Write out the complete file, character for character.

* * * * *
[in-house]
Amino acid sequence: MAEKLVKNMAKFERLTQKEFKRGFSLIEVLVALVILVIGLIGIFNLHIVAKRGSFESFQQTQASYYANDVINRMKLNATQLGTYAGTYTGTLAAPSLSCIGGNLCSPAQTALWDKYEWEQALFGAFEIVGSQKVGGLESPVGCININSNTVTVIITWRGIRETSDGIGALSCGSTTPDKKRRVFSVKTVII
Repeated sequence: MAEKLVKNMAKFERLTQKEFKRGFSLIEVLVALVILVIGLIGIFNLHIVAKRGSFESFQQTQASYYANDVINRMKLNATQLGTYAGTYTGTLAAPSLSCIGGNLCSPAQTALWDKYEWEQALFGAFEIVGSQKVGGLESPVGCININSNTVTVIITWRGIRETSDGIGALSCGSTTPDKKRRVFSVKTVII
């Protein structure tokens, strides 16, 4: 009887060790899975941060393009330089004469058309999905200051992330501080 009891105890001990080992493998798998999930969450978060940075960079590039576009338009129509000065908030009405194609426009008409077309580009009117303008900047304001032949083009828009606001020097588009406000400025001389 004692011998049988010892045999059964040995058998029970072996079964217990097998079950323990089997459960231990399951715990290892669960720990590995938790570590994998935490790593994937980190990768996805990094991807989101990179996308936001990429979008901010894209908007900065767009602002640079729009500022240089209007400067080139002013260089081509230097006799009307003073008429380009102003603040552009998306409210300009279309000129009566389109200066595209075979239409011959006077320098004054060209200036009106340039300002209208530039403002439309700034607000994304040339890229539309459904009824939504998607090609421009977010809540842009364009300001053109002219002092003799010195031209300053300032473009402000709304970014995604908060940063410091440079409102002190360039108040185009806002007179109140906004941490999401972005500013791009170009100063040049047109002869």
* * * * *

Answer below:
[in-house]
Amino acid sequence: MAEKLVKNMAKFERLTQKEFKRGFSLIEVLVALVILVIGLIGIFNLHIVAKRGSFESFQQTQASYYANDVINRMKLNATQLGTYAGTYTGTLAAPSLSCIGGNLCSPAQTALWDKYEWEQALFGAFEIVGSQKVGGLESPVGCININSNTVTVIITWRGIRETSDGIGALSCGSTTPDKKRRVFSVKTVII
Repeated sequence: MAEKLVKNMAKFERLTQKEFKRGFSLIEVLVALVILVIGLIGIFNLHIVAKRGSFESFQQTQASYYANDVINRMKLNATQLGTYAGTYTGTLAAPSLSCIGGNLCSPAQTALWDKYEWEQALFGAFEIVGSQKVGGLESPVGCININSNTVTVIITWRGIRETSDGIGALSCGSTTPDKKRRVFSVKTVII
């Protein structure tokens, strides 16, 4: 009887060790899975941060393009330089004469058309999905200051992330501080 009891105890001990080992493998798998999930969450978060940075960079590039576009338009129509000065908030009405194609426009008409077309580009009117303008900047304001032949083009828009606001020097588009406000400025001389 004692011998049988010892045999059964040995058998029970072996079964217990097998079950323990089997459960231990399951715990290892669960720990590995938790570590994998935490790593994937980190990768996805990094991807989101990179996308936001990429979008901010894209908007900065767009602002640079729009500022240089209007400067080139002013260089081509230097006799009307003073008429380009102003603040552009998306409210300009279309000129009566389109200066595209075979239409011959006077320098004054060209200036009106340039300002209208530039403002439309700034607000994304040339890229539309459904009824939504998607090609421009977010809540842009364009300001053109002219002092003799010195031209300053300032473009402000709304970014995604908060940063410091440079409102002190360039108040185009806002007179109140906004941490999401972005500013791009170009100063040049047109002869």